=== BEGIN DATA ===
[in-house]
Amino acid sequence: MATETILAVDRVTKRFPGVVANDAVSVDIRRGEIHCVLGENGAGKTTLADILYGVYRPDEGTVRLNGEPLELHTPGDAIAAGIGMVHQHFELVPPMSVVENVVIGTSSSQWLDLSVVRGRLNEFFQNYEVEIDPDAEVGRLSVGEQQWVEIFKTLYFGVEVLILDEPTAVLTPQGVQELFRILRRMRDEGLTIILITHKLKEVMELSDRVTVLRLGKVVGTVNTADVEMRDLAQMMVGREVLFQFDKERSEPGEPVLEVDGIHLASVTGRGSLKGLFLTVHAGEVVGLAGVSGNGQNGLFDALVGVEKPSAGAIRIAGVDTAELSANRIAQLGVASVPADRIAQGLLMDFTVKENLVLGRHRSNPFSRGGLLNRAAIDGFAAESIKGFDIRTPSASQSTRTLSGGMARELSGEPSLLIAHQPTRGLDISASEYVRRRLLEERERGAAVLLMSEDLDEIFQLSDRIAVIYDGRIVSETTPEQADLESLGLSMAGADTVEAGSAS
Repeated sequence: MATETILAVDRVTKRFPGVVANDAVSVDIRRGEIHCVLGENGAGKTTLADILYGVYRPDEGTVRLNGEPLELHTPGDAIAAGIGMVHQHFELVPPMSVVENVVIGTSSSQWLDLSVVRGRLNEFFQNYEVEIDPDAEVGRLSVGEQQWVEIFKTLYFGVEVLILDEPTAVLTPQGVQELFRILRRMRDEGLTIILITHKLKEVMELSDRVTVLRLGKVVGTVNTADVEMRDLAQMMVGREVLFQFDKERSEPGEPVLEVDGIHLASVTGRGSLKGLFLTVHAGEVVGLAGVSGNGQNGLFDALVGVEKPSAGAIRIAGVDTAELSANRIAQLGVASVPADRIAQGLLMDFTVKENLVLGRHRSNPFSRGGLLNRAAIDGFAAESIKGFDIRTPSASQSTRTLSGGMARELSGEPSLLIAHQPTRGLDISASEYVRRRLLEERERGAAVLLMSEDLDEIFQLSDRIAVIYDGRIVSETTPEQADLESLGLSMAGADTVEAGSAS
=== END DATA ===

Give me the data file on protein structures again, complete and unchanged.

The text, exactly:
[in-house]
Amino acid sequence: MATETILAVDRVTKRFPGVVANDAVSVDIRRGEIHCVLGENGAGKTTLADILYGVYRPDEGTVRLNGEPLELHTPGDAIAAGIGMVHQHFELVPPMSVVENVVIGTSSSQWLDLSVVRGRLNEFFQNYEVEIDPDAEVGRLSVGEQQWVEIFKTLYFGVEVLILDEPTAVLTPQGVQELFRILRRMRDEGLTIILITHKLKEVMELSDRVTVLRLGKVVGTVNTADVEMRDLAQMMVGREVLFQFDKERSEPGEPVLEVDGIHLASVTGRGSLKGLFLTVHAGEVVGLAGVSGNGQNGLFDALVGVEKPSAGAIRIAGVDTAELSANRIAQLGVASVPADRIAQGLLMDFTVKENLVLGRHRSNPFSRGGLLNRAAIDGFAAESIKGFDIRTPSASQSTRTLSGGMARELSGEPSLLIAHQPTRGLDISASEYVRRRLLEERERGAAVLLMSEDLDEIFQLSDRIAVIYDGRIVSETTPEQADLESLGLSMAGADTVEAGSAS
Repeated sequence: MATETILAVDRVTKRFPGVVANDAVSVDIRRGEIHCVLGENGAGKTTLADILYGVYRPDEGTVRLNGEPLELHTPGDAIAAGIGMVHQHFELVPPMSVVENVVIGTSSSQWLDLSVVRGRLNEFFQNYEVEIDPDAEVGRLSVGEQQWVEIFKTLYFGVEVLILDEPTAVLTPQGVQELFRILRRMRDEGLTIILITHKLKEVMELSDRVTVLRLGKVVGTVNTADVEMRDLAQMMVGREVLFQFDKERSEPGEPVLEVDGIHLASVTGRGSLKGLFLTVHAGEVVGLAGVSGNGQNGLFDALVGVEKPSAGAIRIAGVDTAELSANRIAQLGVASVPADRIAQGLLMDFTVKENLVLGRHRSNPFSRGGLLNRAAIDGFAAESIKGFDIRTPSASQSTRTLSGGMARELSGEPSLLIAHQPTRGLDISASEYVRRRLLEERERGAAVLLMSEDLDEIFQLSDRIAVIYDGRIVSETTPEQADLESLGLSMAGADTVEAGSAS